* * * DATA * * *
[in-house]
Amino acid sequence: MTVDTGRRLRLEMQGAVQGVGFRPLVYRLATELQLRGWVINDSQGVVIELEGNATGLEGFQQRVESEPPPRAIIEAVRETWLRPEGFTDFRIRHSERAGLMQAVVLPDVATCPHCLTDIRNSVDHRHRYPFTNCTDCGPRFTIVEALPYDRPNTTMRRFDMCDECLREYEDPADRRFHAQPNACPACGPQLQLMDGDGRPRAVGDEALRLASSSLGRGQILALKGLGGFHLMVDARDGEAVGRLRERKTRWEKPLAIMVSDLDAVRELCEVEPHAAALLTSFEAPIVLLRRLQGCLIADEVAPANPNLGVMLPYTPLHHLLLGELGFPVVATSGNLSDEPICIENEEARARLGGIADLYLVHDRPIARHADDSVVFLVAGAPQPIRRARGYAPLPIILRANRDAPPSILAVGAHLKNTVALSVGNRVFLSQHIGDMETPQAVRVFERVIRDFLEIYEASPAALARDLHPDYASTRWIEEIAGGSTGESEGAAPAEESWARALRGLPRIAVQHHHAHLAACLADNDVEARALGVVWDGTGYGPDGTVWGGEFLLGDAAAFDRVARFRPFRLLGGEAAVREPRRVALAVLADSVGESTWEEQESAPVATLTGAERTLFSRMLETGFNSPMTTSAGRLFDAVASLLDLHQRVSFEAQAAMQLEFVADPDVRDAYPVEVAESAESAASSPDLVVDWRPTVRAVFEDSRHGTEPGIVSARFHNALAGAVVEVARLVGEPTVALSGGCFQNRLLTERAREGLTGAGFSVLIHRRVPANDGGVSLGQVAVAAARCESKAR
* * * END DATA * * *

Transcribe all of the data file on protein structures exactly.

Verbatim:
[in-house]
Amino acid sequence: MTVDTGRRLRLEMQGAVQGVGFRPLVYRLATELQLRGWVINDSQGVVIELEGNATGLEGFQQRVESEPPPRAIIEAVRETWLRPEGFTDFRIRHSERAGLMQAVVLPDVATCPHCLTDIRNSVDHRHRYPFTNCTDCGPRFTIVEALPYDRPNTTMRRFDMCDECLREYEDPADRRFHAQPNACPACGPQLQLMDGDGRPRAVGDEALRLASSSLGRGQILALKGLGGFHLMVDARDGEAVGRLRERKTRWEKPLAIMVSDLDAVRELCEVEPHAAALLTSFEAPIVLLRRLQGCLIADEVAPANPNLGVMLPYTPLHHLLLGELGFPVVATSGNLSDEPICIENEEARARLGGIADLYLVHDRPIARHADDSVVFLVAGAPQPIRRARGYAPLPIILRANRDAPPSILAVGAHLKNTVALSVGNRVFLSQHIGDMETPQAVRVFERVIRDFLEIYEASPAALARDLHPDYASTRWIEEIAGGSTGESEGAAPAEESWARALRGLPRIAVQHHHAHLAACLADNDVEARALGVVWDGTGYGPDGTVWGGEFLLGDAAAFDRVARFRPFRLLGGEAAVREPRRVALAVLADSVGESTWEEQESAPVATLTGAERTLFSRMLETGFNSPMTTSAGRLFDAVASLLDLHQRVSFEAQAAMQLEFVADPDVRDAYPVEVAESAESAASSPDLVVDWRPTVRAVFEDSRHGTEPGIVSARFHNALAGAVVEVARLVGEPTVALSGGCFQNRLLTERAREGLTGAGFSVLIHRRVPANDGGVSLGQVAVAAARCESKAR